The advancement of mammals is from the development of consciousness. There can be ten or twelve things on this scale.
Later, a subset of human achievements would be fire, wheel, internet and such things.
WATTENBERG: Do you believe in the “Unmoved carrier”? In other words, did somebody start all of it?
MUSK: I think the universe can be explained by the laws of physics and does not require space in any superior being.
WATTENBERG: Let’s move on to other topics. Most of the space program, and of course its origin, was governments.
WATTENBERG: It is obvious that he is a military , NASA, the main future of space program and space exploration. Or should this be done by governments or private companies?
MUSK: Probably both. So, yes, space exploration is difficult and expensive. So it should be done together with both government and private companies.
WATTENBERG: Can you work on this project without government assistance?
WATTENBERG: I mean, have you reached a point where you can design your rockets, do the work and you don’t need it?
MUSK: Right. We started this job without government aid. The government is not just a customer, but we also have major business customers.
WATTENBERG: Who is your customer? Defense ministry and NASA?
MUSK: Yes, assuming that NASA is our biggest customer, the Ministry of Defense, especially DARPA, is also a customer.
However, it is also our customer to Canadian McDonald Detweet. We recently signed this commercial geography [incomprehensible] satellite launch agreement with commercial satellite operator Avanti in the UK.
WATTENBERG: Do you find yourself disadvantaged or advantageous alongside large industrial hemodines such as people like Boeing and one of your competitors?
MUSK: I think it’s an advantage because it’s hard to follow the best engineers of these big companies. It is not really easy to work with these tools.
Therefore, you know that we are very successful in hiring the best people from these organizations. And it can be really inefficient, so cheap.
WATTENBERG: How inefficient is it?
WATTENBERG: This is not a very good rule, is it?
MUSK: As a company grows and has the ability to use the workforce division and expertise, the number of employees increases.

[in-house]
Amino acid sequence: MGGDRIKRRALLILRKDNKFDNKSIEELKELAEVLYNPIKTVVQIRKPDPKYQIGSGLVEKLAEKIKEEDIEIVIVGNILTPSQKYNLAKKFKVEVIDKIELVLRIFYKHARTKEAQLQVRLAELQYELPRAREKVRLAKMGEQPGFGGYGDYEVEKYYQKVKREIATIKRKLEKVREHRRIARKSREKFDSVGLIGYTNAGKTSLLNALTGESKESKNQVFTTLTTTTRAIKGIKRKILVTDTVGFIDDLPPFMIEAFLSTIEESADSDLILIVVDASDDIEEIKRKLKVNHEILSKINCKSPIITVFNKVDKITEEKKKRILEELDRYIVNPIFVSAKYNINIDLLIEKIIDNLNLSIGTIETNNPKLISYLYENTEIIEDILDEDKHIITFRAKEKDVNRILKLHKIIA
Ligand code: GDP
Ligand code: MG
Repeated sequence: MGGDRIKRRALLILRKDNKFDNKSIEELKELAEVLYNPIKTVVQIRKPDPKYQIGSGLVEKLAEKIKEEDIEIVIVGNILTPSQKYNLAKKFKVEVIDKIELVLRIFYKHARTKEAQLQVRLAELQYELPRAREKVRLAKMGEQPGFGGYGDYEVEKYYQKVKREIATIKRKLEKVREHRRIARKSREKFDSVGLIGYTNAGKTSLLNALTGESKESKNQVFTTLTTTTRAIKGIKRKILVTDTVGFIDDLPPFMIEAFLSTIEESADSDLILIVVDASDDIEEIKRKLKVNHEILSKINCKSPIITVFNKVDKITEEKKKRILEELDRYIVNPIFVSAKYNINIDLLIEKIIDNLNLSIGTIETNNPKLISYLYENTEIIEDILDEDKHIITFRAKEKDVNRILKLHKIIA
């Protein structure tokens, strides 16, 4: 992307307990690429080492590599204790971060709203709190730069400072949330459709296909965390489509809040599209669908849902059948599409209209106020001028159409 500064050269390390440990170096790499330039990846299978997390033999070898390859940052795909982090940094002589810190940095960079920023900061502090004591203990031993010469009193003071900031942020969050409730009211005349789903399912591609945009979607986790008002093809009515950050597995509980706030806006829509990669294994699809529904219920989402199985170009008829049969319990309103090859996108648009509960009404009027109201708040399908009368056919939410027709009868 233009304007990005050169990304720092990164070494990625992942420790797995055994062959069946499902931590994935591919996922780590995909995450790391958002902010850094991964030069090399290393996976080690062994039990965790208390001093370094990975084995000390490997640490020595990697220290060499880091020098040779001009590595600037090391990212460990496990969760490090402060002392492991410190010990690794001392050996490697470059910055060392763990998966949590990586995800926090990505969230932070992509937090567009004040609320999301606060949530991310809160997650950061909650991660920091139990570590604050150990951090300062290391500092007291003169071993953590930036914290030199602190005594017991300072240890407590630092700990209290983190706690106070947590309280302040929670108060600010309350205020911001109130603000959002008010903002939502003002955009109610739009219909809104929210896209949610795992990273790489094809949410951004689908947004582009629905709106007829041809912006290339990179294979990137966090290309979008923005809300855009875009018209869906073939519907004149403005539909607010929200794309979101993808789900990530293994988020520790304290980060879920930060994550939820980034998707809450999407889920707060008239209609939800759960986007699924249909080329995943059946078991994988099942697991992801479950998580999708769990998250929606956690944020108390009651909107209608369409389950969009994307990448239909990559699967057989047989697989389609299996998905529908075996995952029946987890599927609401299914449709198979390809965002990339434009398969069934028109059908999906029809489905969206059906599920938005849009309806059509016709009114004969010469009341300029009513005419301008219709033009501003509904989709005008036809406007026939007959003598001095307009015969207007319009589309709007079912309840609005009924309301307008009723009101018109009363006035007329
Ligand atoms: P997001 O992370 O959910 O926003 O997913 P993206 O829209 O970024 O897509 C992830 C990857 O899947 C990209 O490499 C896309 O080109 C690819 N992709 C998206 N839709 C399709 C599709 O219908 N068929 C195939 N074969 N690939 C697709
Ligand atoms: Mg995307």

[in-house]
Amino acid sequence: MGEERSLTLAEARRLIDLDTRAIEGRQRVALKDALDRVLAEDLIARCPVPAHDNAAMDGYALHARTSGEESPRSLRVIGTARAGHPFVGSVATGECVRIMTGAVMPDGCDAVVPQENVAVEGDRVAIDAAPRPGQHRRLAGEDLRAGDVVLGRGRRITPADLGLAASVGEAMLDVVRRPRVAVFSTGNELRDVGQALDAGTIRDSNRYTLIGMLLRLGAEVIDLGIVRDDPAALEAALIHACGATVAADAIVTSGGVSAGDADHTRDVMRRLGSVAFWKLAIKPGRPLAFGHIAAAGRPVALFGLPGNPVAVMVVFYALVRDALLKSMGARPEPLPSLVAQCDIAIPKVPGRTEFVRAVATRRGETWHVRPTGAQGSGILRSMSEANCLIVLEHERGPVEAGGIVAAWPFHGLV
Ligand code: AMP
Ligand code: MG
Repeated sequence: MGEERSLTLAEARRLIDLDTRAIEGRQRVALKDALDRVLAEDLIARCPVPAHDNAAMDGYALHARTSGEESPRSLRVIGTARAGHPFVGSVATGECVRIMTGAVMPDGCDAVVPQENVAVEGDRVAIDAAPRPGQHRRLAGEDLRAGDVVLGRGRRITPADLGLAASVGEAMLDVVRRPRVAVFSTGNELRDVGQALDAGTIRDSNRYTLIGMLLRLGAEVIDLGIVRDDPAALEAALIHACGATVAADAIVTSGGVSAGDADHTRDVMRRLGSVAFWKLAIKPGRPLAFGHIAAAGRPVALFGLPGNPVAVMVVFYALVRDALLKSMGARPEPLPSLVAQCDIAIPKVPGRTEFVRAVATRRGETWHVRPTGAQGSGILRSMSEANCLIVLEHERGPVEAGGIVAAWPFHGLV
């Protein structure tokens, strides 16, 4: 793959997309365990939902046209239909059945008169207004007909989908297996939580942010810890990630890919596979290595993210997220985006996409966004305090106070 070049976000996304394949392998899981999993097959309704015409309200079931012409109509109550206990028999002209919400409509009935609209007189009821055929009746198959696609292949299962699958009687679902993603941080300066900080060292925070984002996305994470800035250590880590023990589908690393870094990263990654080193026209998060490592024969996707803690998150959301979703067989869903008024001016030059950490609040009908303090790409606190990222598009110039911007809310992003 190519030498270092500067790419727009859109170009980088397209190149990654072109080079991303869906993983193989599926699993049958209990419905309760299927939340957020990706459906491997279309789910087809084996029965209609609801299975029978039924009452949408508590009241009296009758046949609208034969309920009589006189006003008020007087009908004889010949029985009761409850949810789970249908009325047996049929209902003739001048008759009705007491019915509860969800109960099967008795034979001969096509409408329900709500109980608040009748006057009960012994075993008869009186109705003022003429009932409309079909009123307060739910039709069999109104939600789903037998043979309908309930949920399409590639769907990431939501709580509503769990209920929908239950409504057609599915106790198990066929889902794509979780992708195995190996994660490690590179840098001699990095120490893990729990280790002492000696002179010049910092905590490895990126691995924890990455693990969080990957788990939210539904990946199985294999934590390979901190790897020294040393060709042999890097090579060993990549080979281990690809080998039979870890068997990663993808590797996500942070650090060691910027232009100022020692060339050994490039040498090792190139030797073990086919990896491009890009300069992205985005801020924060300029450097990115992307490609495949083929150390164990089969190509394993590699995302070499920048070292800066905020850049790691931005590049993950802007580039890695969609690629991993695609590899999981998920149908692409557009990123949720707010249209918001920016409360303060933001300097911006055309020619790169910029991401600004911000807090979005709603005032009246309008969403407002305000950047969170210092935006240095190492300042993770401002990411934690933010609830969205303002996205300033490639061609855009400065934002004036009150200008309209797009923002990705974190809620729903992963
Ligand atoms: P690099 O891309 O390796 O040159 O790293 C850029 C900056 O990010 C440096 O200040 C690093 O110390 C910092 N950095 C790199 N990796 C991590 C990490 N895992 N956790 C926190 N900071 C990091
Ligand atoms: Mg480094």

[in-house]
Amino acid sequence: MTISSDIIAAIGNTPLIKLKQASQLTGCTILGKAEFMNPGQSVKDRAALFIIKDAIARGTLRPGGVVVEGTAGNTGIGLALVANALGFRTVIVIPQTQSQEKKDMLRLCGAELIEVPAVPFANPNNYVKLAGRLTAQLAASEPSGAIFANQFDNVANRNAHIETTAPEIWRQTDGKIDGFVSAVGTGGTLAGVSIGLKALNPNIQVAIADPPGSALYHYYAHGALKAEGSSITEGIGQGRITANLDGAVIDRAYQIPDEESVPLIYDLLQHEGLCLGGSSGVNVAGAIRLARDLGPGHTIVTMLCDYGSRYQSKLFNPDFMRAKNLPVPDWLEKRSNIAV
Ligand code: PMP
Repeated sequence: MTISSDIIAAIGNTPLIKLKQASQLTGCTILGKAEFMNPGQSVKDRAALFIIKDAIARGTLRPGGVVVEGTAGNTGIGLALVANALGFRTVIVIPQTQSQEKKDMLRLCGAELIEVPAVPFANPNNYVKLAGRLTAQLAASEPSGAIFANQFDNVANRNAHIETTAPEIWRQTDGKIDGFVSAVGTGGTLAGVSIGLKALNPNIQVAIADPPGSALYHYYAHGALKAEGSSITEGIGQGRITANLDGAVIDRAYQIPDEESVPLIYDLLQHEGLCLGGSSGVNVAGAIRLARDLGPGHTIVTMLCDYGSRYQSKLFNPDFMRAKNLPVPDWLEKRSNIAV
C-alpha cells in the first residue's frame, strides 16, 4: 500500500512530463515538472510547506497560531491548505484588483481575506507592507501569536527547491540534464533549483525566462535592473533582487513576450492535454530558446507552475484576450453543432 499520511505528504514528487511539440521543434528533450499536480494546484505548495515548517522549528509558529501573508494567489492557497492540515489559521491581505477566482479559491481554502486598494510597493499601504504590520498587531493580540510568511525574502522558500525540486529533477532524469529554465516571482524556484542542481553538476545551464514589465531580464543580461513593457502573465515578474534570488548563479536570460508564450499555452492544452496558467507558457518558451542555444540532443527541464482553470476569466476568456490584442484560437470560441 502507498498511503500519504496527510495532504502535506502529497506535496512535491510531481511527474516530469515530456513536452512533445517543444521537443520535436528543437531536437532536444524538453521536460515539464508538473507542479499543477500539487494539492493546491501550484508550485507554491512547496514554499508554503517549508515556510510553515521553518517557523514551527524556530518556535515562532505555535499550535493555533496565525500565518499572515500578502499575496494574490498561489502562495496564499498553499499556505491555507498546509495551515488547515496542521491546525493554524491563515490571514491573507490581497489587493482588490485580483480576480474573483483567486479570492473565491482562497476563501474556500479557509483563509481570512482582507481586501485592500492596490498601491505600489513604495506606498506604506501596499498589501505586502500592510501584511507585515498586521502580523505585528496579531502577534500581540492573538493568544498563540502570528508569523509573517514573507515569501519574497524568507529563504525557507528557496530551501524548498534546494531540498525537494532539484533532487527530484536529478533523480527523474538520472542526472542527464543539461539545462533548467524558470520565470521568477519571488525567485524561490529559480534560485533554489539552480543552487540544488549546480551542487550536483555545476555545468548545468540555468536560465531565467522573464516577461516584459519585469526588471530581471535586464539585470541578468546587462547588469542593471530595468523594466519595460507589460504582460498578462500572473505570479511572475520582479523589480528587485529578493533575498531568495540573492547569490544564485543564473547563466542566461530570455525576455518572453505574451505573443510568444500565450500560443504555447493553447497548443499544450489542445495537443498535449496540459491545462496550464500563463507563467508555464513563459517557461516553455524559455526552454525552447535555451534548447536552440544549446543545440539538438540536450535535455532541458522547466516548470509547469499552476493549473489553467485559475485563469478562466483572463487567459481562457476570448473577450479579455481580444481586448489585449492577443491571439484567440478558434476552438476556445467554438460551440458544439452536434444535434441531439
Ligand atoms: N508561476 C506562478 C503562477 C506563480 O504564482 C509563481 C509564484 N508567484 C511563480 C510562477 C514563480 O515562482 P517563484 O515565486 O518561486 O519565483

However, when you reach a certain point where communication inefficiency and workforce expertise prevails, every employee can be rejected.
WATTENBERG: How fast is SpaceX growing for people?
MUSK: About 100 percent a year. But this will not continue in the future. It could be 50 percent in the future.
WATTENBERG: When will you fall victim to being so great? Is this recently?
MUSK: I think it’s definitely too far. I think maybe we will continue fixing around one thousand two thousand people. However, I think Boeing will be 100 thousand people.
WATTENBERG: One of your remarkable entrepreneurship events is a new electric car to take one step further.
WATTENBERG: Could you give us information about this?
MUSK: Sure. I am the head and founder of Tesla, the engines that make the revolutionary electric sports car. They are all electric, with a range of about 250 miles.
It has an acceleration of up to 60 miles per hour, in less than four seconds. And it is on the price tag of about 100 thousand dollars, so it is an attractive price for the vehicle with this performance.
WATTENBERG: Will the price decrease while production continues?
MUSK: The sports car will probably stay at this price point. Tesla, however, is developing a lower-cost car that is a sedan, a vehicle that could be a five-passenger, four-door sedan and a rather large and family sedan, or replace a small SUV. We will produce 10 to 20 thousand of these products every year.
So, we have a model that will be next, which will be in the range of 30 to 35 thousand dollars, and we will have a volume of 100 to 200 thousand [incomprehensible].
WATTENBERG: What is the purpose of building an electric car? Could it be as economical and competitive as a fossil fuel powered vehicle?
MUSK: Yes, in fact, I think long-term electric cars will gain more competitive power than gasoline cars. In addition, the price of gasoline will increase over time due to the limited supply and rapidly increasing demand, as we have seen especially from China and India.
However, in addition to the rise in gas prices, the cost of electricity transportation will also decrease and will be driven in part by companies such as Tesla.
WATTENBERG: Do you think we need to do more to promote nuclear energy use in the USA? We have never built a new nuclear power plant here in about 25 years.
MUSK: Right. It is true that we have not built new nuclear power plants in a few years. While most people are not aware, they realize that existing nuclear power plants have been enormously modernized.